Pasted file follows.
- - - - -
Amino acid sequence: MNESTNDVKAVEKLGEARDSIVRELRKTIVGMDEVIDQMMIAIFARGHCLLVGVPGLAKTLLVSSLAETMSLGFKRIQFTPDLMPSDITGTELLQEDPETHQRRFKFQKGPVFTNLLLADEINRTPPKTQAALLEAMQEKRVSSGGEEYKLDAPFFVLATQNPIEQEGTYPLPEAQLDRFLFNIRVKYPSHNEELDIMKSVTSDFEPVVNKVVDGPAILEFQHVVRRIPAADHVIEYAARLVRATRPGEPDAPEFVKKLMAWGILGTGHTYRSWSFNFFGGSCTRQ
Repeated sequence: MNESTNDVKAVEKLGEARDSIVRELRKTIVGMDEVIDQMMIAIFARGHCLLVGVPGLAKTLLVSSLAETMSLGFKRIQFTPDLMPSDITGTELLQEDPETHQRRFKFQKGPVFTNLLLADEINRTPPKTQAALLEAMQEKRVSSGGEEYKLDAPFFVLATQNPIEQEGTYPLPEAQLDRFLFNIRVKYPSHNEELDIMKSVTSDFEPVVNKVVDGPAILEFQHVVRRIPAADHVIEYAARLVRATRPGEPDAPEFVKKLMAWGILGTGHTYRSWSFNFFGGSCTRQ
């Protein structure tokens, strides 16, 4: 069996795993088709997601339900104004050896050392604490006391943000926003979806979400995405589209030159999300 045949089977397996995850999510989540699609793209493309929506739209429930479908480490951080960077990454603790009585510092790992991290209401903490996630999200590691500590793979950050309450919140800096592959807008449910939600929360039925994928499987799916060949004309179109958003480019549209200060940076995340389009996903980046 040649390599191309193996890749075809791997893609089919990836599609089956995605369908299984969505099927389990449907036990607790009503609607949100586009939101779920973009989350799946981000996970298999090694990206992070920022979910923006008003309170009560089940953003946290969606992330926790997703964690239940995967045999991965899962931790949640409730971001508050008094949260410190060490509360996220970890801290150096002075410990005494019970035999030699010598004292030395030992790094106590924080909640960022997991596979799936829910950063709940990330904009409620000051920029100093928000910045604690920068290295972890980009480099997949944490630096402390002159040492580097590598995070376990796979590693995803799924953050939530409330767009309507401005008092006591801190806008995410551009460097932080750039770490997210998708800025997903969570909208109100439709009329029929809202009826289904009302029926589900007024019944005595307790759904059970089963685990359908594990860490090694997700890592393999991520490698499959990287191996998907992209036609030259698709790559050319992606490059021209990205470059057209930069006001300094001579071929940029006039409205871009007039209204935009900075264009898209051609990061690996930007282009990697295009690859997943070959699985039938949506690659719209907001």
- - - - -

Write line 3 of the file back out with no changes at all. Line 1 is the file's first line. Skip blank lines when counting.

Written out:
């Protein structure tokens, strides 16, 4: 069996795993088709997601339900104004050896050392604490006391943000926003979806979400995405589209030159999300 045949089977397996995850999510989540699609793209493309929506739209429930479908480490951080960077990454603790009585510092790992991290209401903490996630999200590691500590793979950050309450919140800096592959807008449910939600929360039925994928499987799916060949004309179109958003480019549209200060940076995340389009996903980046 040649390599191309193996890749075809791997893609089919990836599609089956995605369908299984969505099927389990449907036990607790009503609607949100586009939101779920973009989350799946981000996970298999090694990206992070920022979910923006008003309170009560089940953003946290969606992330926790997703964690239940995967045999991965899962931790949640409730971001508050008094949260410190060490509360996220970890801290150096002075410990005494019970035999030699010598004292030395030992790094106590924080909640960022997991596979799936829910950063709940990330904009409620000051920029100093928000910045604690920068290295972890980009480099997949944490630096402390002159040492580097590598995070376990796979590693995803799924953050939530409330767009309507401005008092006591801190806008995410551009460097932080750039770490997210998708800025997903969570909208109100439709009329029929809202009826289904009302029926589900007024019944005595307790759904059970089963685990359908594990860490090694997700890592393999991520490698499959990287191996998907992209036609030259698709790559050319992606490059021209990205470059057209930069006001300094001579071929940029006039409205871009007039209204935009900075264009898209051609990061690996930007282009990697295009690859997943070959699985039938949506690659719209907001």